Readers may recall that Toshiba stated last July that it would immediately cut NAND flash production by 30%. At the time NAND was selling below cost for spot prices as low as 31 cents/GB.
The Memory Guy questioned both the wisdom of the move and its authenticity in a blog post at that time, since this level of cut would reduce Toshiba’s market share while increasing its production costs and reducing profits. It was difficult to imagine that there was a good reason to take such a step. Announcing such a reduction, on the other hand, might improve pricing, and this is precisely what occurred. The news caused NAND flash prices to increase nearly 20%, from 31 cents to 36 cents/GB, within 2 weeks of the announcement.
This leads to this post’s graphic. It plots Q2-Q3 bit growth (across the bottom) against revenue growth (on the vertical axis.) The spots show the numbers shared by Samsung, Hynix, Micron, and SanDisk, as well as those of WSTS. Click on the graphic for a larger view.
A few disclaimers are in order:
- Micron’s quarter is offset from actual calendar quarters so its numbers might be a little off
- SanDisk is not included in WSTS
- Intel’s NAND shipments are so small compared to the company’s total revenues that it doesn’t report anything about its NAND business
In fact, Intel’s contribution to the NAND market as a whole is small enough to be safely disregarded.
The horizontal red line represents Toshiba’s 19% memory revenue growth from Q2 to Q3. The company’s memory business consists of very little other than NAND flash, so we will ignore the other bits and pieces.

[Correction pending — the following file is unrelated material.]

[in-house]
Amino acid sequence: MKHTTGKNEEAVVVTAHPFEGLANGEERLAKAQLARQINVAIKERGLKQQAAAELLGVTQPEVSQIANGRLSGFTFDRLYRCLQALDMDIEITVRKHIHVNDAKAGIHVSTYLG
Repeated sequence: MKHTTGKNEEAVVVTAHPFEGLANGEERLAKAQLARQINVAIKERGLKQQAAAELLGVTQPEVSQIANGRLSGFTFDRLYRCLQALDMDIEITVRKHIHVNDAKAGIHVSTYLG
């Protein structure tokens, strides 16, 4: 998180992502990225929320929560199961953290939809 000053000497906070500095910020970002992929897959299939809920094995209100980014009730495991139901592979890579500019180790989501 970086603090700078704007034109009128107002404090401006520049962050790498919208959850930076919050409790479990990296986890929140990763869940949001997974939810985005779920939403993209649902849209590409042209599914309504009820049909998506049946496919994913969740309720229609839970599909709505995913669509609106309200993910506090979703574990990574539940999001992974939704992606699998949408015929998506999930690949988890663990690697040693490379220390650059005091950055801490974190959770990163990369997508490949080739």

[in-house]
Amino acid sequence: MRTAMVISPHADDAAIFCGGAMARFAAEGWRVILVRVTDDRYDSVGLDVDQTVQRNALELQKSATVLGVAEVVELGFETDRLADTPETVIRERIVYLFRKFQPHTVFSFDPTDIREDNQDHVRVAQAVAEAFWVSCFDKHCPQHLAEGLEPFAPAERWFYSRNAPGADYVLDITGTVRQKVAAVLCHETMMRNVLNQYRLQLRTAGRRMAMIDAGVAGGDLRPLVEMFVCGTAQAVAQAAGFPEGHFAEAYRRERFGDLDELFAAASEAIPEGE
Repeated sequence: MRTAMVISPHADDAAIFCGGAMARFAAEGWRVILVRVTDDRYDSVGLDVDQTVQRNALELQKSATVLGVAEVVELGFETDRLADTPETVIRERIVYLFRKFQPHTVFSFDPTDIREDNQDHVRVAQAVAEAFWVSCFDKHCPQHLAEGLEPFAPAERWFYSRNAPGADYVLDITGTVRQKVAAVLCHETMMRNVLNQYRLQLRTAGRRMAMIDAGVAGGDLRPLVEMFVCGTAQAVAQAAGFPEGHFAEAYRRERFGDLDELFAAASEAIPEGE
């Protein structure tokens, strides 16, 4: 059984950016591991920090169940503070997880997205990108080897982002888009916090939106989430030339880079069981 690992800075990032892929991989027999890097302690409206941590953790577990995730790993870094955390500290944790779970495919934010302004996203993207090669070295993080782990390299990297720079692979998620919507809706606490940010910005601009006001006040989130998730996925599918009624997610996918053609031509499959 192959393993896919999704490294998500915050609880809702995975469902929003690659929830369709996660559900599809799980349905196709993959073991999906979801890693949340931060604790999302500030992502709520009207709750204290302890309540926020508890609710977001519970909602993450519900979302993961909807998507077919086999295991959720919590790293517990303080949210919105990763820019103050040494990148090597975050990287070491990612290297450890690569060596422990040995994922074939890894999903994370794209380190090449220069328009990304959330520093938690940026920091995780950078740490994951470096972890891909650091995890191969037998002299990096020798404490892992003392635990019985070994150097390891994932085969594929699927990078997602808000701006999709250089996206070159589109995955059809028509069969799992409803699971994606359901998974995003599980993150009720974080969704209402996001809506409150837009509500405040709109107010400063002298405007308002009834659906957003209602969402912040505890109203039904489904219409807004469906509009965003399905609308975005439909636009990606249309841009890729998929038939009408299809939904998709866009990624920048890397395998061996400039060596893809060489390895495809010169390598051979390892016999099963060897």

Looking at the general trend it becomes clear that Toshiba overcame a considerable obstacle in increasing revenues while decreasing bit production. All of the company’s competitors increased bit production, yet Samsung and Micron still underwent a revenue decline.
From this we can draw either of two conclusions: Either Toshiba found a way to decrease production by 30% while increasing revenues by 19% (while other companies struggled to keep revenues constant while increasing bit production) or Toshiba did not carry through on the announced production cuts. I leave it to the reader to decide.
Note that the WSTS point shows bit growth that is lower than that of any of the companies included in the chart. (Keep in mind that SanDisk is not included in WSTS figures.) This implies that Toshiba provided WSTS with bit shipment figures that agreed with the company’s announcement. This should be considered when using WSTS as a gauge for market sizing.
The NAND flash market is one that Objective Analysis watches quite closely. Our clients have become accustomed to learning when announcements might not coincide with actual events. We welcome all opportunities to work with companies that need accurate and honest information on the market’s direction. Please contact us to explore ways that we can work together so that our solid understanding of the market and its direction can help your firm make better business decisions.